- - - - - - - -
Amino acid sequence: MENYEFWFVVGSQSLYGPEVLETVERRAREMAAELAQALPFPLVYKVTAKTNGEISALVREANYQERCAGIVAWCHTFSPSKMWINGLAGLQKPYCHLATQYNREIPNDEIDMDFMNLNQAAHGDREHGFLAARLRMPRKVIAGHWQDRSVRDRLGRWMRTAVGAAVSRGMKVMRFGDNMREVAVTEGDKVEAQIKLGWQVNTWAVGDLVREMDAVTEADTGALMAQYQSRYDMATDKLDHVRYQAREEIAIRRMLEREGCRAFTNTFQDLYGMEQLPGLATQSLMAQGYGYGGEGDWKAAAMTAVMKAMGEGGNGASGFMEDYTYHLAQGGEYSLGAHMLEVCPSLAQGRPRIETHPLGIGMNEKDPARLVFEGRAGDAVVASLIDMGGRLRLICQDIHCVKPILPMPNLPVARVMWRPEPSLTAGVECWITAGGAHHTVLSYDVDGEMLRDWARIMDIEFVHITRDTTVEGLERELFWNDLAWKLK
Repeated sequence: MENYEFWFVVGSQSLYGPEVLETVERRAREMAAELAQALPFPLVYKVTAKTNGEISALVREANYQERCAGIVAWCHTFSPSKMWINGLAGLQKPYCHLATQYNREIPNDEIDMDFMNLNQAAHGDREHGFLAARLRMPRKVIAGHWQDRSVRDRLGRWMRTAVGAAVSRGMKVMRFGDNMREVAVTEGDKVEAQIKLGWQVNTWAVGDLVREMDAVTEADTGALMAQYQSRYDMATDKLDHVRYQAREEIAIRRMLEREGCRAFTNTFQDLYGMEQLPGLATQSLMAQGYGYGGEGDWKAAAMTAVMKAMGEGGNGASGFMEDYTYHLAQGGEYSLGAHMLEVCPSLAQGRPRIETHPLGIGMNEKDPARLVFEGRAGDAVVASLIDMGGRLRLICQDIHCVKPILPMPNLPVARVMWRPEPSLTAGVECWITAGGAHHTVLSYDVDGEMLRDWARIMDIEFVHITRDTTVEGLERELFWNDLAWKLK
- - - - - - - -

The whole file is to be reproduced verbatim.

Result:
Amino acid sequence: MENYEFWFVVGSQSLYGPEVLETVERRAREMAAELAQALPFPLVYKVTAKTNGEISALVREANYQERCAGIVAWCHTFSPSKMWINGLAGLQKPYCHLATQYNREIPNDEIDMDFMNLNQAAHGDREHGFLAARLRMPRKVIAGHWQDRSVRDRLGRWMRTAVGAAVSRGMKVMRFGDNMREVAVTEGDKVEAQIKLGWQVNTWAVGDLVREMDAVTEADTGALMAQYQSRYDMATDKLDHVRYQAREEIAIRRMLEREGCRAFTNTFQDLYGMEQLPGLATQSLMAQGYGYGGEGDWKAAAMTAVMKAMGEGGNGASGFMEDYTYHLAQGGEYSLGAHMLEVCPSLAQGRPRIETHPLGIGMNEKDPARLVFEGRAGDAVVASLIDMGGRLRLICQDIHCVKPILPMPNLPVARVMWRPEPSLTAGVECWITAGGAHHTVLSYDVDGEMLRDWARIMDIEFVHITRDTTVEGLERELFWNDLAWKLK
Repeated sequence: MENYEFWFVVGSQSLYGPEVLETVERRAREMAAELAQALPFPLVYKVTAKTNGEISALVREANYQERCAGIVAWCHTFSPSKMWINGLAGLQKPYCHLATQYNREIPNDEIDMDFMNLNQAAHGDREHGFLAARLRMPRKVIAGHWQDRSVRDRLGRWMRTAVGAAVSRGMKVMRFGDNMREVAVTEGDKVEAQIKLGWQVNTWAVGDLVREMDAVTEADTGALMAQYQSRYDMATDKLDHVRYQAREEIAIRRMLEREGCRAFTNTFQDLYGMEQLPGLATQSLMAQGYGYGGEGDWKAAAMTAVMKAMGEGGNGASGFMEDYTYHLAQGGEYSLGAHMLEVCPSLAQGRPRIETHPLGIGMNEKDPARLVFEGRAGDAVVASLIDMGGRLRLICQDIHCVKPILPMPNLPVARVMWRPEPSLTAGVECWITAGGAHHTVLSYDVDGEMLRDWARIMDIEFVHITRDTTVEGLERELFWNDLAWKLK